The company also agreed to furnish free milk for the five other Short children and offered to provide a free medical exam each month for all of the children.
Proposed contracts also came in from Loveman, Joseph & Loeb and Pizitz in Birmingham.
Sankey, who became a co-guardian, opened an account at First National Bank for the quads with a $1,000 check received from Houston, Texas. Families as far away as Oklahoma also started sending clothing and diapers.
A woman in Rochester, New York, sent a check to Franklin and a valuable necklace made of tortoise to the three girls.
When donations seemed slow, a picture of Mr. and Mrs. Short with the four babies was sold for 25 cents a copy.
The family’s most pressing need was housing, however.
The advisory committee voted to hire an architect to prepare preliminary sketches. Offers for appliances and free lumber were received.
In early February, more than 1,000 people filed past for a peek of the quads at Walker County Hospital.
Gov. Frank Dixon signed a proclamation declaring that March 8 and 9 would be set aside as days of celebration for the Short quads.
Then, on Feb. 23, tragedy struck. Hope Short died of bronchial pneumonia. A statement from Sankey and the medical team said that Hope had been the smallest of the quads but also the most healthy until she fell fatally ill.
In addition to being upsetting for the family and the community at large, the death of Hope also nullified the Carnation contract, which would have been worth approximately $35,000. Carnation did donate $5,000 to the family and agreed to supply milk for the children.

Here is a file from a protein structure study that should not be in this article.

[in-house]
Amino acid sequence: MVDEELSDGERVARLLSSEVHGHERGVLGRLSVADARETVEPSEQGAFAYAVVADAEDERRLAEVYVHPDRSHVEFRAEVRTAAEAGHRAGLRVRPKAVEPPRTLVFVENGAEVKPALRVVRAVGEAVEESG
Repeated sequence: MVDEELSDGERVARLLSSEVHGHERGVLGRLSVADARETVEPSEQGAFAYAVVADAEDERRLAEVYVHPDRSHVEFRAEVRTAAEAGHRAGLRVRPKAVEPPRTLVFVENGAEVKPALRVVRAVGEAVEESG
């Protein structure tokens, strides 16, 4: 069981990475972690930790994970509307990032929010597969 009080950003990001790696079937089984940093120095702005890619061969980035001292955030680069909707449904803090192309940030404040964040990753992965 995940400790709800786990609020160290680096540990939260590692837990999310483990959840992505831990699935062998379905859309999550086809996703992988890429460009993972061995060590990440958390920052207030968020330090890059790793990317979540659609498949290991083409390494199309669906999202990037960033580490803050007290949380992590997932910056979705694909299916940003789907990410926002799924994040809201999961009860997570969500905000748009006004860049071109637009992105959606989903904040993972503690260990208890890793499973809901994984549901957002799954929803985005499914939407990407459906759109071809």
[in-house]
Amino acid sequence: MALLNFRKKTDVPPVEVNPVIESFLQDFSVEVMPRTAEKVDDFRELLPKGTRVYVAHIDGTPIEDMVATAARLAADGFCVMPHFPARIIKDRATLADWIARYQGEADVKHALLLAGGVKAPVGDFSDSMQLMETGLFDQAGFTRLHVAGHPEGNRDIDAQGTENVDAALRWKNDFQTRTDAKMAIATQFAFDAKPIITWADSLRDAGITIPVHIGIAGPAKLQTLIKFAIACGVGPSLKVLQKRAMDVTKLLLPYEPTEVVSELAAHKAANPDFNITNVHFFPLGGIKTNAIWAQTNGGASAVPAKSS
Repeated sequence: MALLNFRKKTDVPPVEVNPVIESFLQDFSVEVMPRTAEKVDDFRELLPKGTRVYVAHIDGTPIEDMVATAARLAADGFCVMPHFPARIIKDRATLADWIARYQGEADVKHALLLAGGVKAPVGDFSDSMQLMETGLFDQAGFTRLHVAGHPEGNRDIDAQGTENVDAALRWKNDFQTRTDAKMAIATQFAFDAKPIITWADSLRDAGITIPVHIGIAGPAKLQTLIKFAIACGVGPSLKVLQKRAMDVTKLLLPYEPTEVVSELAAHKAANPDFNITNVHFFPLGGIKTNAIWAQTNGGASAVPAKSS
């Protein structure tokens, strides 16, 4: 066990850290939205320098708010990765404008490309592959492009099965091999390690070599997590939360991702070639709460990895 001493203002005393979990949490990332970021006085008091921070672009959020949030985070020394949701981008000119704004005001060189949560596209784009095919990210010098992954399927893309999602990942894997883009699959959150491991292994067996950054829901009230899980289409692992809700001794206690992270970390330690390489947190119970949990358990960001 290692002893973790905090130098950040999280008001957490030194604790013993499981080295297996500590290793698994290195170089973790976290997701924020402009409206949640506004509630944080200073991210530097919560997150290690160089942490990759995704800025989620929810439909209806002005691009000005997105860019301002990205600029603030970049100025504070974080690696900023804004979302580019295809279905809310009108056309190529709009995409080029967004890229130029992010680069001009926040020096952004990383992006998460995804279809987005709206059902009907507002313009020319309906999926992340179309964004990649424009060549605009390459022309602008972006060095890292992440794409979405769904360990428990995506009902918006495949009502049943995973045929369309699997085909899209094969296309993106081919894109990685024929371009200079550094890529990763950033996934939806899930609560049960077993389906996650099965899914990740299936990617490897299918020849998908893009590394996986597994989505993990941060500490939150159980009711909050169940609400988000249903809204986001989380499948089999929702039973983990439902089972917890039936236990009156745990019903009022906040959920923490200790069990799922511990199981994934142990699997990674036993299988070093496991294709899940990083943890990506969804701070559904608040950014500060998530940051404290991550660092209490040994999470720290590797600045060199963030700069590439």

The family had no income coming in and were living in a rented house in Nauvoo. Land had been donated by J.W. Dodd but no further donations had materialized to help build a home.
Dodd eventually donated 12 lots to the family. A house was made available to them, though it was in need of repair.
The family moved into the home on May 1. It marked the first time that Faith, Charity and Franklin had left the hospital.
“They will return to circumstances not so very far removed from the log cabin with wide cracks in which they were born that cold January day. The room the babies will return to will be ceiled and painted but like the cabin the heat will be from a fireplace and the water drawn with a bucket from a well in back of the home,” the Advertiser reported on April 24.
The death of Hope changed everything.
“They are trying to make what money is left go as far as it will for the three babies. Before the death of Hope Short on Feb. 23, the picture was a bright one and fortune was about to become lavish. With the death of this one member of the quadruplets, the fickle public lost interest and it is rather a dismal picture that they face,” the Advertiser reporter wrote.
Sankey reported that the family had about $1,000 in the special account, which at one time had held as much as $7,000, and monthly expenses for care of the babies was estimated to be approximately $200 a month.
The quadruplets’ father, Clyde Short, died almost exactly 16 years later in a mining rock slide. Franklin Short became a Master Sergeant in the Army and died in 2004.